Economy & Business

New York Cracks Down on Ride-Sharing Services, Caps Number of Drivers

The New York City council voted on Wednesday to stop granting new vehicle licenses for ride-sharing companies such as Uber and Lyft for one year while researchers examine the industry’s economic impact.

The legislation, which also establishes pay guidelines for drivers, is the most restrictive of its kind implemented by any American city and, according to Uber, is sure to negatively affect New Yorkers by driving up prices and increasing wait times.

City officials, however, have argued that the legislation was a necessary step in reining in an industry that has decimated the yellow-cab market and led to greater congestion, all while exploiting drivers.

“We are pausing the issuance of new licenses in an industry that has been allowed to proliferate without any appropriate check or regulation,” Corey Johnson, the city council speaker, said ahead of the vote on Wednesday

Mayor Bill de Blasio celebrated the legislation as a boon to impoverished drivers. “More than 100,000 workers and their families will see an immediate benefit from this legislation,” de Blasio said, referring to New York’s ride-sharing drivers, who comprise the largest market in the U.S. “And this action will stop the influx of cars contributing to the congestion grinding our streets to a halt.”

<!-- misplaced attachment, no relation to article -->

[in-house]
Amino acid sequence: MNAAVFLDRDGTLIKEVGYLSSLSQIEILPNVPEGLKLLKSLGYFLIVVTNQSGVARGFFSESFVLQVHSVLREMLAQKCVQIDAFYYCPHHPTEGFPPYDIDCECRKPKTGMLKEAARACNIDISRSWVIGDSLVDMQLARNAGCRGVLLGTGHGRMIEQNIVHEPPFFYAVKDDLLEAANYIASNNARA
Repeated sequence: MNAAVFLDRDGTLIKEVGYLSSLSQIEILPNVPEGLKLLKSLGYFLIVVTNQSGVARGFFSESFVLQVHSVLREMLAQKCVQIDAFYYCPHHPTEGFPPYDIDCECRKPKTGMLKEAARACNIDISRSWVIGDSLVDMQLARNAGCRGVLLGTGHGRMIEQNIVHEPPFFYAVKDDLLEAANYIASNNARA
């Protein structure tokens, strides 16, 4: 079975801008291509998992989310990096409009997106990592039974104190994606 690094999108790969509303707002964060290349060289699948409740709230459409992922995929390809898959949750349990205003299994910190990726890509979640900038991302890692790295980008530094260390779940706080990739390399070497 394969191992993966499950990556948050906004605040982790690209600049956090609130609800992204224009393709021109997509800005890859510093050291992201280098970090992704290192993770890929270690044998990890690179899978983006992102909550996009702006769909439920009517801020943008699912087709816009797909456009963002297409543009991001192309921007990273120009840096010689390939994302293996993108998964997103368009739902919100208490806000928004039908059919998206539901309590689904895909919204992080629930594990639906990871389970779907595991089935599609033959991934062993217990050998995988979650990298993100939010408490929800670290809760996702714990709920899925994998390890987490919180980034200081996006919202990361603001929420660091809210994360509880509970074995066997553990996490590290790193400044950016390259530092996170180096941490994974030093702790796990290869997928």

The issue of driver pay has been forced to the forefront of the debate surrounding the importance of regulating giant ride-sharing services, as a growing number of drivers, unable to make ends meet, have committed suicide in recent months.

Uber, however, focused on the city’s varied transportation issues, presenting the ride-sharing service as the only reliable way to traverse the city.

“The City’s 12-month pause on new vehicle licenses will threaten one of the few reliable transportation options while doing nothing to fix the subways or ease congestion,” Josh Gold, a spokesman for Uber, said in a statement. The company plans to reach out to licensed drivers currently working for other car services to continue to expand their ranks while prospective drivers are unable to secure new licenses.

Lyft, Uber’s top competitor, argued that the legislation will disproportionately harm people of color who live in communities that are not frequented by yellow cabs.

“These sweeping cuts to transportation will bring New Yorkers back to an era of struggling to get a ride, particularly for communities of color and in the outer boroughs,” Joseph Okpaku, a vice president at Lyft, said in a statement.

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